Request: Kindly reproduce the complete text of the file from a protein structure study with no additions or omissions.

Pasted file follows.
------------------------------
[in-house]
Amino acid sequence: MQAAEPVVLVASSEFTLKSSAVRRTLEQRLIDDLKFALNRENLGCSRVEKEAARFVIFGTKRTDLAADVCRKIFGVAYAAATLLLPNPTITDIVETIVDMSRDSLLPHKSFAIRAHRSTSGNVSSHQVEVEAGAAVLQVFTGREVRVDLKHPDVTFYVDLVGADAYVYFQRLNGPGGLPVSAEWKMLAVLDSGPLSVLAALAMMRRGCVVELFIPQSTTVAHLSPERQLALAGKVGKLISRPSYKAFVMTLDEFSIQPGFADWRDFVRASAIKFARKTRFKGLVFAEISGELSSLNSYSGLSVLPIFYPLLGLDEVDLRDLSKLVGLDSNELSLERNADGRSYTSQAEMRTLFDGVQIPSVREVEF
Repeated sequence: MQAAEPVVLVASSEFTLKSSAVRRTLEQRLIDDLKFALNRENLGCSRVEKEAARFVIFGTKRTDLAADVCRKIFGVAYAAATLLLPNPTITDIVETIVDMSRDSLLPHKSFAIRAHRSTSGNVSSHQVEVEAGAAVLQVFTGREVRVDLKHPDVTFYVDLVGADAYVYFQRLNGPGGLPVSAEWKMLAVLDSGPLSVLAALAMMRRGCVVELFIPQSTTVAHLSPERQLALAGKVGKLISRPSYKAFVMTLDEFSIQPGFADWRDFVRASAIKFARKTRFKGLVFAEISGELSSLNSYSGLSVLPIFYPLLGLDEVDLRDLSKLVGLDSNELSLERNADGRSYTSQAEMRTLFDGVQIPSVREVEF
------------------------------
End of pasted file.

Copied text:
[in-house]
Amino acid sequence: MQAAEPVVLVASSEFTLKSSAVRRTLEQRLIDDLKFALNRENLGCSRVEKEAARFVIFGTKRTDLAADVCRKIFGVAYAAATLLLPNPTITDIVETIVDMSRDSLLPHKSFAIRAHRSTSGNVSSHQVEVEAGAAVLQVFTGREVRVDLKHPDVTFYVDLVGADAYVYFQRLNGPGGLPVSAEWKMLAVLDSGPLSVLAALAMMRRGCVVELFIPQSTTVAHLSPERQLALAGKVGKLISRPSYKAFVMTLDEFSIQPGFADWRDFVRASAIKFARKTRFKGLVFAEISGELSSLNSYSGLSVLPIFYPLLGLDEVDLRDLSKLVGLDSNELSLERNADGRSYTSQAEMRTLFDGVQIPSVREVEF
Repeated sequence: MQAAEPVVLVASSEFTLKSSAVRRTLEQRLIDDLKFALNRENLGCSRVEKEAARFVIFGTKRTDLAADVCRKIFGVAYAAATLLLPNPTITDIVETIVDMSRDSLLPHKSFAIRAHRSTSGNVSSHQVEVEAGAAVLQVFTGREVRVDLKHPDVTFYVDLVGADAYVYFQRLNGPGGLPVSAEWKMLAVLDSGPLSVLAALAMMRRGCVVELFIPQSTTVAHLSPERQLALAGKVGKLISRPSYKAFVMTLDEFSIQPGFADWRDFVRASAIKFARKTRFKGLVFAEISGELSSLNSYSGLSVLPIFYPLLGLDEVDLRDLSKLVGLDSNELSLERNADGRSYTSQAEMRTLFDGVQIPSVREVEF